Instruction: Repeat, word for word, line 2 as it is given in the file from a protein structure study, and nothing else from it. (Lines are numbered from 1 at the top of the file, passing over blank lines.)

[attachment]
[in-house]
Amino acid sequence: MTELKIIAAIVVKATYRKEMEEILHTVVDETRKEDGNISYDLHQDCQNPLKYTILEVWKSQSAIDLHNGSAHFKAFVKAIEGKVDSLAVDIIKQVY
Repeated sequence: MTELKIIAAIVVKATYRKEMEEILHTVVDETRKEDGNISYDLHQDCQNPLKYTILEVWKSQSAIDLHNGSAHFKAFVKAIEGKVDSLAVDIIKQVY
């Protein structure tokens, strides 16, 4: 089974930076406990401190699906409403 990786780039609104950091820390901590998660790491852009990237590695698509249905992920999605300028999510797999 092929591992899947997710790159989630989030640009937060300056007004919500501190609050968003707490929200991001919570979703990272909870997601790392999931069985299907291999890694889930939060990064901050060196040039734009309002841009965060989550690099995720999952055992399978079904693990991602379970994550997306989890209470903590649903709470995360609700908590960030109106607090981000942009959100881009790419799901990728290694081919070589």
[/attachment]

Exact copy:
Amino acid sequence: MTELKIIAAIVVKATYRKEMEEILHTVVDETRKEDGNISYDLHQDCQNPLKYTILEVWKSQSAIDLHNGSAHFKAFVKAIEGKVDSLAVDIIKQVY